WASHINGTON (RNS) Religious leaders hope to bring tens of thousands of activists to Capitol Hill next week to push Congress to act on immigration reform, but at least one study shows they may have to convince the pews before they can try to sway the politicians. The Sunday (March 21) “March for America” began with Jewish, Muslim, Catholic, mainline and evangelical Protestant groups; nonreligious groups now plan to join the march as well, with as many as 50,000 demonstrators expected to rally at the foot of the U.S. Capitol. Despite these estimates, a Zogby poll released last December by the Center for Immigration Studies shows that most members of religious communities want a decrease in immigration. Among those believing current immigration levels are too high: 69 percent of Catholics, 72 percent of mainline Protestants, 78 percent of born-again Protestants and 50 percent of Jews. Pro-reform religious leaders and advocacy groups, however, discount the study.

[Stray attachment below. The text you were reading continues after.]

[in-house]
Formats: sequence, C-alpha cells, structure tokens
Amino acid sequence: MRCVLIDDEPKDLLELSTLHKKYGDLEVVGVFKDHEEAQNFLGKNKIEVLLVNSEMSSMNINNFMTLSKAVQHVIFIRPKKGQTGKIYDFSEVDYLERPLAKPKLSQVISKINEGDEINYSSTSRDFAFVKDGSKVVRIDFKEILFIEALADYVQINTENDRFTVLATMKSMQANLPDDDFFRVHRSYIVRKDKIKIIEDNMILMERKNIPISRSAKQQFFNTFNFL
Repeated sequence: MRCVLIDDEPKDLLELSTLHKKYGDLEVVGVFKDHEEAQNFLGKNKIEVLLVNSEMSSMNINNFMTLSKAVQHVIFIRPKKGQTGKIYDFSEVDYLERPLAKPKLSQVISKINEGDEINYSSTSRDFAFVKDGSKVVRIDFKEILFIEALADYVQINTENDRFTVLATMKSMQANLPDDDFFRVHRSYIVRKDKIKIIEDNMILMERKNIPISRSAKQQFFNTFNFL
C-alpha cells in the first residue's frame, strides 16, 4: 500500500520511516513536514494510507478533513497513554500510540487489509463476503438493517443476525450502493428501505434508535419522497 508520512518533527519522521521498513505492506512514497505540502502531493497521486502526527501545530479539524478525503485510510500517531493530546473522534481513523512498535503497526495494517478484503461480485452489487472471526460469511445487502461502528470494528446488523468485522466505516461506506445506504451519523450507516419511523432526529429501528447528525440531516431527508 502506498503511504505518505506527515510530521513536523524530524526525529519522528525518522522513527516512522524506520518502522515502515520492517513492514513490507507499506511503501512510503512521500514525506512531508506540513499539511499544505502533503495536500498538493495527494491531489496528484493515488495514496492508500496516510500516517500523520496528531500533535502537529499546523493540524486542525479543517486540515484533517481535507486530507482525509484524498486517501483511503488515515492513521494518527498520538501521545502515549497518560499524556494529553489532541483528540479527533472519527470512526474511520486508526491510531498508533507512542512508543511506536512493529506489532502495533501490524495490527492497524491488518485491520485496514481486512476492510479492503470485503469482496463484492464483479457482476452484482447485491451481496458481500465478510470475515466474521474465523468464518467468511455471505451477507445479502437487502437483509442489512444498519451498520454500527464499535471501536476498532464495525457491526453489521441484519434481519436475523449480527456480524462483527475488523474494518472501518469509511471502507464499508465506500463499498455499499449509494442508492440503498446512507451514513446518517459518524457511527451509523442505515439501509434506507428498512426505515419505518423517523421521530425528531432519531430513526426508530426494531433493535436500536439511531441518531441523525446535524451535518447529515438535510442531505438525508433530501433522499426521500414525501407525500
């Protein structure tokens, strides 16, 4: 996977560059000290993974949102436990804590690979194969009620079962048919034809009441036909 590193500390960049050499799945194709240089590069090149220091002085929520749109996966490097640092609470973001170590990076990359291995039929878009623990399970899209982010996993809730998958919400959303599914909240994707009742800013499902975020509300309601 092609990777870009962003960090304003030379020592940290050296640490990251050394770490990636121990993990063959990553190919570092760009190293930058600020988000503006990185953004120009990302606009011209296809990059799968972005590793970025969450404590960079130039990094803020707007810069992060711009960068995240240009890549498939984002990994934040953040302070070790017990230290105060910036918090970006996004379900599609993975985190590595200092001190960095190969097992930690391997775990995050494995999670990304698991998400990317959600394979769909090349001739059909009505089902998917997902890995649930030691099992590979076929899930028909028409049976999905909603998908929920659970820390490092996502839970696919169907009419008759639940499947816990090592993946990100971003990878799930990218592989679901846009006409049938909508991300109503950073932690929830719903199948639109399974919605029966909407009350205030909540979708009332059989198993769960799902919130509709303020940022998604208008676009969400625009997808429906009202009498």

TORONTO (RNS/ENI) A Muslim woman has filed a human rights complaint after she was expelled from a Canadian college for refusing to remove her face veil. The Egyptian-born woman, who is a permanent resident of Canada, was enrolled in a government-sponsored French language class for new immigrants in Montreal, Quebec. The school, CEGEP St. Laurent, expelled her last November after she refused to remove her niqab, a veil that covers the face with only a slit for the eyes. The school argued that the niqab interfered with the language teaching, since part of the class involves proper elocution and seeing how a person pronounces words in French.